The best summer gardens begin in winter.  Which is why seed companies and nurseries ship their colorful and alluring catalogs in January, of course.

I used to think these festive fliers in my mailbox were just designed to mock me during the cold, dreary days of winter and make me covetous of warmer climates where there was still color, even in January.  But as I turned through the pages, gazing at what could be – what might be – in just a few short months, I began to realize the practicality in picking and choosing and ordering seeds and planning my summer bounty when there was still snow on the ground.  And get excited.

Summer Gardens Begin in Winter

That was many years ago … and now I look forward to the seed catalogs’ arrival.  It’s what I have to look forward to after all the holiday hoopla is over … settling in with my seed catalogs and my garden layout templates and deciding what I want and where I want it to go.  It’s fun.

Over the years, we’ve tried several different gardening methods.  Some have worked out well and some have not.  But every year, we try to tweak our system and make it more efficient.  This year, for example, we’re actually moving our entire garden to a new location.

We’ve had a raised bed garden north of our house for the past few years, but it’s just not working any longer.  It backs up next to a cedar windbreak and creates a couple of huge problems … 1) My oldest daughter has an allergy to cedar, which means she can’t work out there.  While her help babysitting the 3 year old is appreciated, it would be better if she could help with garden chores, too.  2) It’s a monster breeding ground for mosquitoes, which is a problem for both my younger daughter and myself — we’re both terribly allergic to mosquito bites. Repellents, sprays, etc. are either full of chemicals or ineffective in keeping those nasty critters away.  And the way my girl swells up with each bite …Summer Gardens Begin in Winter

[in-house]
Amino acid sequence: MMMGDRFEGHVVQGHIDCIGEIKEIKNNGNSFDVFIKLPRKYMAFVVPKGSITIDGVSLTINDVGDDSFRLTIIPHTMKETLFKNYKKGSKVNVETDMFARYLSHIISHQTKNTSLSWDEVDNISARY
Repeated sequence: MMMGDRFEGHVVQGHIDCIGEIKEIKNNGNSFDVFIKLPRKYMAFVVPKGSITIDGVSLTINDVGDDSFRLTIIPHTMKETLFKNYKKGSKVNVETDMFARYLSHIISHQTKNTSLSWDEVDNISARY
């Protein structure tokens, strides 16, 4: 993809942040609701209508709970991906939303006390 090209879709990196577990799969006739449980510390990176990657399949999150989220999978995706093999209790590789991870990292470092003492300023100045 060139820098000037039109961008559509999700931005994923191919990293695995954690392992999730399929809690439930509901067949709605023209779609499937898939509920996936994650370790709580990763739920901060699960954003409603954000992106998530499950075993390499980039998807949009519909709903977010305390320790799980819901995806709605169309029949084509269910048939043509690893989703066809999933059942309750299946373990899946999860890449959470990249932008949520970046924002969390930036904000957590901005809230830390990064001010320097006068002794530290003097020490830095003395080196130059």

As you can see, it’s just not worth letting her come out and work – even though she loves it.

Sooooooo … we’re moving the garden to a better location west of the house – where we planted some of our blackberries and raspberries last year.  There’s plenty of room out there for the entire garden, plus room enough for my long-desired pumpkin patch!  Woot!  There are no cedar trees close by and because it’s an area we can keep mowed down, fewer mosquito issues.  It’s a good plan.

Last year, our ‘tweak’ was to purchase heirloom seeds from a seed bank so that we could start and save our own seeds.  This was a much more economical way for us to get our garden going – we used to spend a lot of money at the nursery on starter plants like tomatoes, onions, herbs, etc. because the weather in southern Kansas is a bit … iffy … for spring gardeners.  Sometimes it’s too cold still in June and sometimes it’s already 90 degrees in March.  Rather than try to get seeds going in the ground, we bought plants and went from there.

For those of you thinking, ‘Why didn’t they just start seedlings in the house??’ the answer is … we are a family of 6 living in an 1,100 square foot space.  We just don’t have the room to put out seedlings in the house.